Our delayed departure was due to problems with a Gatwick Express ahead of us. Responsibility for our fifteen-minute delay was therefore evenly split between Southern, NetworkRail and another TOC (albeit one also owned by Govia Thameslink Railway). Our fellow passengers arrive rolling their eyes. “Southern again!” they sigh.

Yes, actually, Southern is that bad

But is Southern really that bad? Performance statistics are subsumed in the figures for GTR so we cannot determine that in detail. However, in the latest available figures to 20th August 2016 against the main indicator, the Public Performance Measure, GTR is the worst performing TOC by some margin. The proportion of delays judged to be their own fault is also the worst. So yes, actually, Southern is that bad.

The source of the problems is the subject of claim and counter-claim. Dependent on your point of view, it is Southern management, railway unions or the government in the form of the Department for Transport. Despite efforts I just don’t know. Nor, I suspect, do many others, guilty of selectively believing anything that confirms their point of view. The left bash Southern and the right bash the unions.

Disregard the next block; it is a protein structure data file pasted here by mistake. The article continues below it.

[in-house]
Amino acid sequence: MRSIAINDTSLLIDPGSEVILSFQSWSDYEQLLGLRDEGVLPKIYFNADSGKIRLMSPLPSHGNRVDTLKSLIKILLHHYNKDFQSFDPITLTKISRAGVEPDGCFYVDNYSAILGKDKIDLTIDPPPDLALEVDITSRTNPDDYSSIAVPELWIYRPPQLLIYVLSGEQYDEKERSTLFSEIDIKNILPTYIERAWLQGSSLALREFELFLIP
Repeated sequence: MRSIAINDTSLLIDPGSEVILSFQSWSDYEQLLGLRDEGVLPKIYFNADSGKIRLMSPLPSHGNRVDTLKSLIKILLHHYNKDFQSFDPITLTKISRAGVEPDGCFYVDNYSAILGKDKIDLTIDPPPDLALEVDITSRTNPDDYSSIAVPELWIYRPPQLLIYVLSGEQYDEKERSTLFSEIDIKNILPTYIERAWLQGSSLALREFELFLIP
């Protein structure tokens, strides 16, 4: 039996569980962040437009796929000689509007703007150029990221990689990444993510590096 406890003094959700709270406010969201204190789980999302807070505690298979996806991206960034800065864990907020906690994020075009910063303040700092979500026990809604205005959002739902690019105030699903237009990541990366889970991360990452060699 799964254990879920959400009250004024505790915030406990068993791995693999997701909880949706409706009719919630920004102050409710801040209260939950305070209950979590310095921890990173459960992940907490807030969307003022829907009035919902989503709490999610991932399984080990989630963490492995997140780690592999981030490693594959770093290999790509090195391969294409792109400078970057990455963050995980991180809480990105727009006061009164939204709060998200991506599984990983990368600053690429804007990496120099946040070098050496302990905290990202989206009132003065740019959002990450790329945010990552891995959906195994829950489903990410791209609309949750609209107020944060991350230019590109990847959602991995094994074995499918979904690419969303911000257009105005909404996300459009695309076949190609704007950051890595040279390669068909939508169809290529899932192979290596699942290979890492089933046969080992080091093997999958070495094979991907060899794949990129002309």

The Department for Transport and GTR admit to underestimating the need for train crew. Outdated work practices such as voluntary Sunday shifts and rest breaks (left over from the age of steam!) are stoutly defended by the unions.

Secretly I think that all are buying time and hoping for better days ahead

‘Proof’ from either side is usually anecdote or half-truth. Tales of trains being held due to lack of crew when, it is claimed, crews are available, are put forward as evidence of Southern management’s duplicity. My suspicion is this is disingenuous half-truth from the unions, who know how to use the scheduling system to cause disruption with passive aggressive behaviour.

Where does that leave us? Blame Southern is the dominant position of those in authority. Southern have to suck it up; that is after all one of the prices to pay for being the customer-facing part of the railway. Secretly I think that all are buying time and hoping for better days ahead as delays due to the Network Rail remodelling at London Bridge gradually disappear.